Mobile is more than just another marketing channel. It’s the nexus of all marketing vehicles, where varied sources, messages and content types come together. It has proven its effectiveness in driving commerce, but few retailers value mobile as the commerce hub that it has become.
In fact, mobile is still worked on begrudgingly. While many companies espouse a “mobile-first” mindset, it’s still secondary. Designing for mobile is tough, tactical, and less about creative than it is experience design.
Marketers are often guilty of similar disregard. Mobile is complex; there are many different layers creating variances that challenge marketers’ abilities to read the channel. Marketers are also boxed in by mobile, having to ruthlessly prioritize content for a smaller space.
The issue with those mentalities is that they’re completely internal and not customer centric. The customer doesn’t care if it’s hard to design on mobile, they don’t care if it’s challenging to prioritize content—that’s where they want to purchase. More importantly, they’re coming to mobile through every other marketing channel. And that’s where brands need to invest time and resources: the intricate jungle of tangled webs from mobile to social, digital ads, email, and loyalty.
Focal point of social engagement
Social is often over-hyped. It’s omnipresent in everyone’s life, but sometimes marketers over-estimate the link between social engagement and conversion. Numbers are sometimes inflated by loyal members who also engage on social, but one of social’s main goals is to attract and acquire new customers. At surface level it’s already a difficult task, but it’s made more difficult by the fact that few retailers have well-formulated plans for social traffic. Again, the clear majority is on mobile devices.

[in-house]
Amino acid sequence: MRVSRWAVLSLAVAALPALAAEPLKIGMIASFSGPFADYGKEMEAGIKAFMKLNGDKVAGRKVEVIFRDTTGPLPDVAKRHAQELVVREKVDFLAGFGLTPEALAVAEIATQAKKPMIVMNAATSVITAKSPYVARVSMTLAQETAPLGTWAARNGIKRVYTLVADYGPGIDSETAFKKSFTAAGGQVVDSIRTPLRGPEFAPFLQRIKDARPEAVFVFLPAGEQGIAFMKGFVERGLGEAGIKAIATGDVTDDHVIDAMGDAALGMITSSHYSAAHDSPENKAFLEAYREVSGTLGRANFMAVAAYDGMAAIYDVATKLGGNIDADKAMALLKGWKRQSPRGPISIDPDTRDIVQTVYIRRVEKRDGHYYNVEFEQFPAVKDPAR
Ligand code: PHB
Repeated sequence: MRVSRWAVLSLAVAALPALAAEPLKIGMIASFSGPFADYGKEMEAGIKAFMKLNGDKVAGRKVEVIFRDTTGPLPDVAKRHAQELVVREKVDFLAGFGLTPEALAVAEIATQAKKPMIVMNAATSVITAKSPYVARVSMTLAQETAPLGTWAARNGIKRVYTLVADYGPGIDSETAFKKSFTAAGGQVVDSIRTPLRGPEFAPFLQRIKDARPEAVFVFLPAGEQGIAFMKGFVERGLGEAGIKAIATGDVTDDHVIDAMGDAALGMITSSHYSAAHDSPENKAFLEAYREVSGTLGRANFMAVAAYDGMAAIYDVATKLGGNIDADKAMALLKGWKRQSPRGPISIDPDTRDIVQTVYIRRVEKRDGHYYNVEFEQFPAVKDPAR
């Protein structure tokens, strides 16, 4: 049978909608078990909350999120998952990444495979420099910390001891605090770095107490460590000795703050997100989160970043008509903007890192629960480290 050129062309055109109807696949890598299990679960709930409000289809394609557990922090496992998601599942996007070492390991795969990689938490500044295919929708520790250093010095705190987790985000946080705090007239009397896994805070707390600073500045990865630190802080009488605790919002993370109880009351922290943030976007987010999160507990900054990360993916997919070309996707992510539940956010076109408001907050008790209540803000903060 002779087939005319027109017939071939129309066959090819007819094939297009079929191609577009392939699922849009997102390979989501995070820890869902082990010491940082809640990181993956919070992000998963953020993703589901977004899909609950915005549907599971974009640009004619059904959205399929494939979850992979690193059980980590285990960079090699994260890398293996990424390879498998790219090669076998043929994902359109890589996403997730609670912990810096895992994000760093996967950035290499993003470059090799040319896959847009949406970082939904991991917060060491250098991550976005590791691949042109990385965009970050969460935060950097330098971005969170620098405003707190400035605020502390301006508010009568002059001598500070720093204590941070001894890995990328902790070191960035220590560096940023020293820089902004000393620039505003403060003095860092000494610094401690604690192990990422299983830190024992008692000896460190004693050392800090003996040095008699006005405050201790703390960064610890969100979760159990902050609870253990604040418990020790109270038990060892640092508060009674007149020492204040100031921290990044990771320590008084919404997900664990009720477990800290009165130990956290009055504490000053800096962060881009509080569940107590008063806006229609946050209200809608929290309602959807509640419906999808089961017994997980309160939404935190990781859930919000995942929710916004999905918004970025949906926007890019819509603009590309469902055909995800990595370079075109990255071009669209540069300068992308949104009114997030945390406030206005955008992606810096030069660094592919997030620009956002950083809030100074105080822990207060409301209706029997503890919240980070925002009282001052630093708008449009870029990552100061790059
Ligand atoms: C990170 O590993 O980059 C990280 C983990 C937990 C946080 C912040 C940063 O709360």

Another obstacle is that identifying customer motive is still a grey area. What was the content that drove a customer to purchase? Was it sent by a friend first? Was it paid or organic? Promotional or branded? Did it feature product? If so, what kind? There are numerous variables that need to be parsed to develop an action-plan. Many marketers simply take a shortcut and provide generic experiences because it’s too difficult to dive that deep into the numbers.
But as with anything in marketing, it’s best to start small—and even minor changes have outsized benefits. Test-and-learn is paramount. Start with the largest common denominator and advance to the next one. Over time, a detailed and intricate social plan to convert new customers will become natural. More importantly, marketers will be able to identify the source and motivation of those customers—and knowledge is power.
Email and in-store experiences
Both email and in-store experiences have obvious and well-written connections to mobile. Email’s efficacy is completely tied to mobile experiences. Email is now almost a solely mobile platform for customers. The connections are easier to identify than social. Email mostly has a specific value proposition or product focus—mobile owners need to tailor experiences to those customers given the data integrity that they have on those individuals and the clear delineation of product or motive for click-through.